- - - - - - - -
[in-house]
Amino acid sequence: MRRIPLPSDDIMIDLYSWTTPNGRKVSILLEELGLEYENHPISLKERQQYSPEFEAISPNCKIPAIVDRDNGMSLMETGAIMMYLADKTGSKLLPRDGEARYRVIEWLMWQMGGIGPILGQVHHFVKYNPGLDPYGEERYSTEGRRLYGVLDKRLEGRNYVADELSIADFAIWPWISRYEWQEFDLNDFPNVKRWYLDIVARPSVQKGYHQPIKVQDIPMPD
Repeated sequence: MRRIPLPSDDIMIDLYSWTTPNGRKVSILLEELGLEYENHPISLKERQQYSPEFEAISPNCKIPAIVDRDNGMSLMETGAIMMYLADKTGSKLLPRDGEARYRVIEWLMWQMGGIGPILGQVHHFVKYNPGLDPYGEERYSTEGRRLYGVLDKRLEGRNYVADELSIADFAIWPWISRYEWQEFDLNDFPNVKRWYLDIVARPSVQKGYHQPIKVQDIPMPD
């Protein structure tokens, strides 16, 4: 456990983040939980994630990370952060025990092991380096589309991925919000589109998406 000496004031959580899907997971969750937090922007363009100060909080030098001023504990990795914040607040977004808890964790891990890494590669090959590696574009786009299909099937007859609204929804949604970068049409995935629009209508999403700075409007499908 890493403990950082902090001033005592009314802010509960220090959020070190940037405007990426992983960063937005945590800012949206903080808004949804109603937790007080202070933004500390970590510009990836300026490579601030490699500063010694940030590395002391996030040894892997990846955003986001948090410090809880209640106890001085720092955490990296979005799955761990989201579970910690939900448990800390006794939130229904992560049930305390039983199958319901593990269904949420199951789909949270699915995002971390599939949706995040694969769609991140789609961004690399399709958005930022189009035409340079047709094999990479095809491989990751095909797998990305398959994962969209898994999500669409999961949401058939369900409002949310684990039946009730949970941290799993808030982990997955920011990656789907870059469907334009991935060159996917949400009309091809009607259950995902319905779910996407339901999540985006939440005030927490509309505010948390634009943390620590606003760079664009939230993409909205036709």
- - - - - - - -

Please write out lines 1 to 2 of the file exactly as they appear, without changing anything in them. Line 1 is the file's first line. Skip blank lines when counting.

[in-house]
Amino acid sequence: MRRIPLPSDDIMIDLYSWTTPNGRKVSILLEELGLEYENHPISLKERQQYSPEFEAISPNCKIPAIVDRDNGMSLMETGAIMMYLADKTGSKLLPRDGEARYRVIEWLMWQMGGIGPILGQVHHFVKYNPGLDPYGEERYSTEGRRLYGVLDKRLEGRNYVADELSIADFAIWPWISRYEWQEFDLNDFPNVKRWYLDIVARPSVQKGYHQPIKVQDIPMPD